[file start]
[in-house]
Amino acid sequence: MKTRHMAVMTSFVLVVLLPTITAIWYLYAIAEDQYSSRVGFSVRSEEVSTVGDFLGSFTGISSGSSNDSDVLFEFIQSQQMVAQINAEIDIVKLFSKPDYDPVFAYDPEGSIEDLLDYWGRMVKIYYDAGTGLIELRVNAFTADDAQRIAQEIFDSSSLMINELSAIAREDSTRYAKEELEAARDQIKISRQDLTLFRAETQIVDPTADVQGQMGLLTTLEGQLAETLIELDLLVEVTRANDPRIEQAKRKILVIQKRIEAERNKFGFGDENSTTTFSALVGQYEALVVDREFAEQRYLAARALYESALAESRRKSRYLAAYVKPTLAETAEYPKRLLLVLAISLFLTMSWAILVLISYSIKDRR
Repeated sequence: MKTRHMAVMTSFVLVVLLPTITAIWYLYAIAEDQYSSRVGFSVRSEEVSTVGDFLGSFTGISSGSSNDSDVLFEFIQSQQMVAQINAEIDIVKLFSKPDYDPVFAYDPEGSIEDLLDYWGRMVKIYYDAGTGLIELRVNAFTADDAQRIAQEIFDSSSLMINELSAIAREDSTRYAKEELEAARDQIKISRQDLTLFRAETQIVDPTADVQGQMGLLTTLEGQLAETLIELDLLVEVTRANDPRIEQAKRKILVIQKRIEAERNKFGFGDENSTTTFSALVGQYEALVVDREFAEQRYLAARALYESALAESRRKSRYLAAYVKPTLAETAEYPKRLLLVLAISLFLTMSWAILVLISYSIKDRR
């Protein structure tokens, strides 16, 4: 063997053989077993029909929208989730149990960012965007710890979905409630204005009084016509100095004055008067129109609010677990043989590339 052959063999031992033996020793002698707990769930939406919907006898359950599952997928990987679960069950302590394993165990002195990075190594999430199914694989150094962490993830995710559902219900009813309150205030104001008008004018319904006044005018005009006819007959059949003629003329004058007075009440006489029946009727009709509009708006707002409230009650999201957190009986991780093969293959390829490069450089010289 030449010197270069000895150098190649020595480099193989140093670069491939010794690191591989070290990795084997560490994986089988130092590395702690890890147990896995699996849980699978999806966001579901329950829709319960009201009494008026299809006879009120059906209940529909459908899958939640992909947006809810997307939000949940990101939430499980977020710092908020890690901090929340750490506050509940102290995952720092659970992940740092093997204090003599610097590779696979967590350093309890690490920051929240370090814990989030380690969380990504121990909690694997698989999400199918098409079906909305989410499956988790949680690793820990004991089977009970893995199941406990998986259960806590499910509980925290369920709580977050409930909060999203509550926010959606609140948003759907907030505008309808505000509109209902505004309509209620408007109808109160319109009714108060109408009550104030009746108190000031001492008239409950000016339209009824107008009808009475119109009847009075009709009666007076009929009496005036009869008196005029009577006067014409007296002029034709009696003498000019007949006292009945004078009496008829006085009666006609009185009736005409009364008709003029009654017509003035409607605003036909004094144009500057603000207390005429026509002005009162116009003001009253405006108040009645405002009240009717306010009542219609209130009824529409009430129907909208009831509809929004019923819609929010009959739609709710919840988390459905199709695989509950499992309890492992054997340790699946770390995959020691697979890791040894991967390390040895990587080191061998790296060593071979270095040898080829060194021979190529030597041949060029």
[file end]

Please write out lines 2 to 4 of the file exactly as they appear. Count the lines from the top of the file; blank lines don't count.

Amino acid sequence: MKTRHMAVMTSFVLVVLLPTITAIWYLYAIAEDQYSSRVGFSVRSEEVSTVGDFLGSFTGISSGSSNDSDVLFEFIQSQQMVAQINAEIDIVKLFSKPDYDPVFAYDPEGSIEDLLDYWGRMVKIYYDAGTGLIELRVNAFTADDAQRIAQEIFDSSSLMINELSAIAREDSTRYAKEELEAARDQIKISRQDLTLFRAETQIVDPTADVQGQMGLLTTLEGQLAETLIELDLLVEVTRANDPRIEQAKRKILVIQKRIEAERNKFGFGDENSTTTFSALVGQYEALVVDREFAEQRYLAARALYESALAESRRKSRYLAAYVKPTLAETAEYPKRLLLVLAISLFLTMSWAILVLISYSIKDRR
Repeated sequence: MKTRHMAVMTSFVLVVLLPTITAIWYLYAIAEDQYSSRVGFSVRSEEVSTVGDFLGSFTGISSGSSNDSDVLFEFIQSQQMVAQINAEIDIVKLFSKPDYDPVFAYDPEGSIEDLLDYWGRMVKIYYDAGTGLIELRVNAFTADDAQRIAQEIFDSSSLMINELSAIAREDSTRYAKEELEAARDQIKISRQDLTLFRAETQIVDPTADVQGQMGLLTTLEGQLAETLIELDLLVEVTRANDPRIEQAKRKILVIQKRIEAERNKFGFGDENSTTTFSALVGQYEALVVDREFAEQRYLAARALYESALAESRRKSRYLAAYVKPTLAETAEYPKRLLLVLAISLFLTMSWAILVLISYSIKDRR
């Protein structure tokens, strides 16, 4: 063997053989077993029909929208989730149990960012965007710890979905409630204005009084016509100095004055008067129109609010677990043989590339 052959063999031992033996020793002698707990769930939406919907006898359950599952997928990987679960069950302590394993165990002195990075190594999430199914694989150094962490993830995710559902219900009813309150205030104001008008004018319904006044005018005009006819007959059949003629003329004058007075009440006489029946009727009709509009708006707002409230009650999201957190009986991780093969293959390829490069450089010289 030449010197270069000895150098190649020595480099193989140093670069491939010794690191591989070290990795084997560490994986089988130092590395702690890890147990896995699996849980699978999806966001579901329950829709319960009201009494008026299809006879009120059906209940529909459908899958939640992909947006809810997307939000949940990101939430499980977020710092908020890690901090929340750490506050509940102290995952720092659970992940740092093997204090003599610097590779696979967590350093309890690490920051929240370090814990989030380690969380990504121990909690694997698989999400199918098409079906909305989410499956988790949680690793820990004991089977009970893995199941406990998986259960806590499910509980925290369920709580977050409930909060999203509550926010959606609140948003759907907030505008309808505000509109209902505004309509209620408007109808109160319109009714108060109408009550104030009746108190000031001492008239409950000016339209009824107008009808009475119109009847009075009709009666007076009929009496005036009869008196005029009577006067014409007296002029034709009696003498000019007949006292009945004078009496008829006085009666006609009185009736005409009364008709003029009654017509003035409607605003036909004094144009500057603000207390005429026509002005009162116009003001009253405006108040009645405002009240009717306010009542219609209130009824529409009430129907909208009831509809929004019923819609929010009959739609709710919840988390459905199709695989509950499992309890492992054997340790699946770390995959020691697979890791040894991967390390040895990587080191061998790296060593071979270095040898080829060194021979190529030597041949060029």